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In kinship terminology, a cousin is a relative with whom you share a common ancestor (or ancestors). In modern usage, the term is rarely used when referring to a relative in your immediate family where there is a more specific term to describe the relationship (e.g., your parents, siblings and descendants). The term blood relative can be used synonymously, and underlines the existence of a genetic link. A system of "degrees" and "removals" is used to describe the relationship between the two cousins and the ancestor they have in common.

The degree (first, second, third cousin, etc.) indicates one less than the minimum number of generations between both cousins and the nearest common ancestor. For example, a person with whom you share a grandparent (but not a parent) is a first cousin; someone with whom you share a great-grandparent (but not a grandparent or a parent) is a second cousin; and someone with whom you share a great-great-grandparent (but not a great-grandparent or grandparent or parent) is a third cousin; and so on.[1]

The removal (once removed, twice removed, etc.) indicates the number of generations, if any, separating the two cousins from each other. The child of your first cousin is your "first cousin once removed" because the one generation separation represents one "removal". You and the child are still considered first cousins, as your grandparent (this child's great-grandparent), as the most recent common ancestor, represents one "degree".

Non-genealogical usage often eliminates the degrees and removals, and refers to people with common ancestors merely as "cousins" or "distant cousins". Alternatively, the terms second cousin and first cousin once removed are often incorrectly used interchangeably.[2]

The system can handle kinships going back any number of generations (subject to the genealogical information being available).

Cousin chart

European kinship system en

Cousin chart

A cousin chart, or table of consanguinity, is helpful in identifying the degree of cousin relationship between two individuals using their most recent common ancestor as the reference point. Cousinship between two individuals can be specifically described in degrees and removals by determining how close, generationally, the common ancestor is to each individual.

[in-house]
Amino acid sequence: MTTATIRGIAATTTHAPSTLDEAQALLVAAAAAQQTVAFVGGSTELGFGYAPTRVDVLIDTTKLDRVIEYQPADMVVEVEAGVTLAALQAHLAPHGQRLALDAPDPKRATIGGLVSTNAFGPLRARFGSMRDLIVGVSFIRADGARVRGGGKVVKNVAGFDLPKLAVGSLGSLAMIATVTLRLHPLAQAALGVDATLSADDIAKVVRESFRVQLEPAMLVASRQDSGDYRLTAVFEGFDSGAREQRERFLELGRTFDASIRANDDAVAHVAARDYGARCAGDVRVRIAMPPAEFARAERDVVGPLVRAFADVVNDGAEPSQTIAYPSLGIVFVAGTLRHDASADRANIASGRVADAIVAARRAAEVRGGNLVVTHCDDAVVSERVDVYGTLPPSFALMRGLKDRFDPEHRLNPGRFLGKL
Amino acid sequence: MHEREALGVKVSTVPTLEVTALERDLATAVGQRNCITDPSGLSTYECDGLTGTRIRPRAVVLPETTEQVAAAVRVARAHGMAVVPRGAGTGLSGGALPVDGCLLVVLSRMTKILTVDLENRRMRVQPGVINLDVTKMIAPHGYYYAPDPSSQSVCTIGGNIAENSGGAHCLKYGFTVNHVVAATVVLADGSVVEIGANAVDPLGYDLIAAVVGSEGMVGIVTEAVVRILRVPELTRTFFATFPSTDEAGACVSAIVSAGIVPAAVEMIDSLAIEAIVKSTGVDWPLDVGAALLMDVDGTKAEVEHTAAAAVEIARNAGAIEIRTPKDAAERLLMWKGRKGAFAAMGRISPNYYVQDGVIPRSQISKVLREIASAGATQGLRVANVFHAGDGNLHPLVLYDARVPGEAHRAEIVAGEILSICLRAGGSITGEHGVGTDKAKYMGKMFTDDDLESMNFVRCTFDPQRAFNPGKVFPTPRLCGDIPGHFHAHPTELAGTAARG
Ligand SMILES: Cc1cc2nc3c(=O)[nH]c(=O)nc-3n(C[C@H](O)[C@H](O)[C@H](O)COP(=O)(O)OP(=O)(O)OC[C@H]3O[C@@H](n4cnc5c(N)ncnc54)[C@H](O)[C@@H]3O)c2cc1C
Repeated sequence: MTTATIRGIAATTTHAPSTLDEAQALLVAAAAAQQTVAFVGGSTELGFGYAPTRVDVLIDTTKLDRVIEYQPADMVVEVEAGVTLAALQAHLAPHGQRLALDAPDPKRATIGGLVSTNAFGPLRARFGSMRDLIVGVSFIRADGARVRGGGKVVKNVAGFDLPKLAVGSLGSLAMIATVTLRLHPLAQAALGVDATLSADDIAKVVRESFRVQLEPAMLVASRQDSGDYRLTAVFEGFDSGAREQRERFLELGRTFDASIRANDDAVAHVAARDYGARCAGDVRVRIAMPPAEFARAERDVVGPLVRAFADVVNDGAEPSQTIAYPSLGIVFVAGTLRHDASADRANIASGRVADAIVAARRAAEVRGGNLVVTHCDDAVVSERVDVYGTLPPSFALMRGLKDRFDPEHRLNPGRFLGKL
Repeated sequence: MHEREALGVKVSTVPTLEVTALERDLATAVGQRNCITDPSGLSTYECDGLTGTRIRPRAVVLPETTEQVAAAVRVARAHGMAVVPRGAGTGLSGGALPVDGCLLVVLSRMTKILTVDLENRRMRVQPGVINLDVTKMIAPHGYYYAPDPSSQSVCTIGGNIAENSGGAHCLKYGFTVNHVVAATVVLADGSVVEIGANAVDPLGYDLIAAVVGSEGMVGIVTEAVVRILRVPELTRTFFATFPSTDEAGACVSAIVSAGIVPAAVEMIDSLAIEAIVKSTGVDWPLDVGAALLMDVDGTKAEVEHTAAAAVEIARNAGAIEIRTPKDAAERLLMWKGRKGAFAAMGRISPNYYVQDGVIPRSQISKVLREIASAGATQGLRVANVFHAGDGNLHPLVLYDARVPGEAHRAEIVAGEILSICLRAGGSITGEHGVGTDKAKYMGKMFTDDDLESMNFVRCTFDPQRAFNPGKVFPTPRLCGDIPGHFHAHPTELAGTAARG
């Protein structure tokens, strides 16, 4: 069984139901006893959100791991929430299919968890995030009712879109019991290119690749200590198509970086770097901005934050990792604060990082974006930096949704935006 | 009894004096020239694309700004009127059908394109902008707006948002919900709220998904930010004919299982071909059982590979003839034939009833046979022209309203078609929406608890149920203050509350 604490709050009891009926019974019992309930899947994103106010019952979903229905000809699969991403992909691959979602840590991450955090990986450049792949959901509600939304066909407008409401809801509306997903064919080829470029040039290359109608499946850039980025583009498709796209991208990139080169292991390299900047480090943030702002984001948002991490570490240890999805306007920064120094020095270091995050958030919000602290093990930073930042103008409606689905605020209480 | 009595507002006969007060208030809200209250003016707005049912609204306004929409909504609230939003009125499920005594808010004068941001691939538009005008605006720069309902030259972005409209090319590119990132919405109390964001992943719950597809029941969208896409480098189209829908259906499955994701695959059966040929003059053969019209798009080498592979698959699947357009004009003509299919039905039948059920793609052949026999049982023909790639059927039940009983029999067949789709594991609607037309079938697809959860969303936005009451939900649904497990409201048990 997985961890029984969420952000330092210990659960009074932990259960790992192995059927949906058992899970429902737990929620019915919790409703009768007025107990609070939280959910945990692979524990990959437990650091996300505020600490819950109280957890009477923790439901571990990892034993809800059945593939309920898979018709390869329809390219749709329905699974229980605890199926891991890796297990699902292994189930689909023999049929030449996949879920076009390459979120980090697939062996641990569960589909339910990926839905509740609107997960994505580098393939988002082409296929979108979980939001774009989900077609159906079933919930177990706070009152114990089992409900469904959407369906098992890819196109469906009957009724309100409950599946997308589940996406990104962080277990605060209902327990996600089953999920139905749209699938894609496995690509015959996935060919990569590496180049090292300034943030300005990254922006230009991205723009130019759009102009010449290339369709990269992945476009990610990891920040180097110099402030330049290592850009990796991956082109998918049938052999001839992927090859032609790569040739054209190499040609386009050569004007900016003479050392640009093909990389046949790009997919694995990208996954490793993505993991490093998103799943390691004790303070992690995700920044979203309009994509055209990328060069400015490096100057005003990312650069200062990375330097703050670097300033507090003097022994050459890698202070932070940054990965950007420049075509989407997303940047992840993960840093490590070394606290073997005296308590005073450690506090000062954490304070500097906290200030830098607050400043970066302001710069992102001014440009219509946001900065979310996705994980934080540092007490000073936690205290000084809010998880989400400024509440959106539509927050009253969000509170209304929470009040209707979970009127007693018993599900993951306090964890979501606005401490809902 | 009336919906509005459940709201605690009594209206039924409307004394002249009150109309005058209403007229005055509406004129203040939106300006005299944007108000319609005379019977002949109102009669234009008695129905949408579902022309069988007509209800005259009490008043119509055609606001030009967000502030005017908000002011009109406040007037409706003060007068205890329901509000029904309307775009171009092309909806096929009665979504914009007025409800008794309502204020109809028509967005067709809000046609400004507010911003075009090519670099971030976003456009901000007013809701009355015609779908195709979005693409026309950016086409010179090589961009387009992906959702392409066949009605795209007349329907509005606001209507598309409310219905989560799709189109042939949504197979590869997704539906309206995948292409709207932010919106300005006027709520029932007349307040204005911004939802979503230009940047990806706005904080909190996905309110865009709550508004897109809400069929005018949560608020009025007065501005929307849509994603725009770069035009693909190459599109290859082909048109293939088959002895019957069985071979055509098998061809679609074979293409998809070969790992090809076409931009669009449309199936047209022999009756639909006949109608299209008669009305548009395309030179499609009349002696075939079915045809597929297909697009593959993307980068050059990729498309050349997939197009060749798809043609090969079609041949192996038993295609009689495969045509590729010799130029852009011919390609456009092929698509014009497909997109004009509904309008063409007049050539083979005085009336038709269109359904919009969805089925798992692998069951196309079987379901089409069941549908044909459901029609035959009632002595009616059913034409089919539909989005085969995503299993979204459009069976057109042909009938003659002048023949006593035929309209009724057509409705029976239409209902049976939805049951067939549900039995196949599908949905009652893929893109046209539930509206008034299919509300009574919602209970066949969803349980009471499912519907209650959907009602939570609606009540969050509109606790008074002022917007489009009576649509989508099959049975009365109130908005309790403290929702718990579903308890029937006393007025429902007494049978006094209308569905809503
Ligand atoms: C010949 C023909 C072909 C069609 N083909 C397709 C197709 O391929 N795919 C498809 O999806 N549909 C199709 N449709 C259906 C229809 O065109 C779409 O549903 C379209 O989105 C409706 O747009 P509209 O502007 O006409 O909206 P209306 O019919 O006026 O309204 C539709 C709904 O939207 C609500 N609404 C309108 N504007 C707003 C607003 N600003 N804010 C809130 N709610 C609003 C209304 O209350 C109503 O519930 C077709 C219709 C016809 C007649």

Additional modifying words are used to clarify the exact degree of relatedness between the two people. Ordinal numbers are used to specify the number of generations between individuals and a common ancestor, and further clarification of exact cousinship is made by specifying the difference in generational level between the two cousins, if any, by using degrees of removal. For example, "first cousins once removed" describes two individuals with the common ancestor being the grandparent of one cousin (one "degree") and the great-grandparent of the other cousin (two "degrees"). The degree of lowest number is considered the degree. The cousins themselves are one generation different from each other (one "remove"). So, the difference between the degrees is the "removed" part of the equation.

There is a mathematical way to identify the degree of cousinship shared by two individuals. Each "great" or "grand" in the description of one individual's relationship to the common ancestor has a numerical value of 1. For example, if person one's great-great-great-grandfather is person two's grandfather, then person one's "number" is 4 (great + great + great + grand = 4) and person two's "number" is 1 (grand = 1). The smaller of the two numbers is the degree of cousinship. The two people in this example are first cousins. The difference between the two people's "numbers" is the degree of removal. In this case, the two people are thrice (4 − 1 = 3) removed, making them first cousins thrice removed

Example 2: If someone's great-great-great-grandparent (great + great + great + grand = 4) is another person's great-great-great-grandparent (great + great + great + grand = 4), then the two people are 4th cousins. There is no degree of removal, because they are on the same generational level (4 − 4 = 0).

Example 3: If one person's great-grandparent (great + grand = 2) is a second person's great-great-great-great-great-grandparent (great + great + great + great + great + grand = 6), then the two are second cousins four times removed. The first person's "number" (2) is the lowest, making them second cousins. The difference between the two numbers is 4 (6 − 2 = 4), which is the degree of removal (generational difference).

If one person's → Grandparent Great-grandparent Great-great-grandparent Great-great-great-grandparent Great-great-great-great-grandparent Great-great-great-great-great-grandparent
is the other person's
then they are ↘
Grandparent 1st cousins 1st cousins once removed 1st cousins twice removed 1st cousins thrice removed 1st cousins four times removed 1st cousins five times removed
Great-grandparent 1st cousins once removed 2nd cousins 2nd cousins once removed 2nd cousins twice removed 2nd cousins thrice removed 2nd cousins four times removed
Great-great-grandparent 1st cousins twice removed 2nd cousins once removed 3rd cousins 3rd cousins once removed 3rd cousins twice removed 3rd cousins thrice removed
Great-great-great-grandparent 1st cousins thrice removed 2nd cousins twice removed 3rd cousins once removed 4th cousins 4th cousins once removed 4th cousins twice removed
Great-great-great-great-grandparent 1st cousins four times removed 2nd cousins thrice removed 3rd cousins twice removed 4th cousins once removed 5th cousins 5th cousins once removed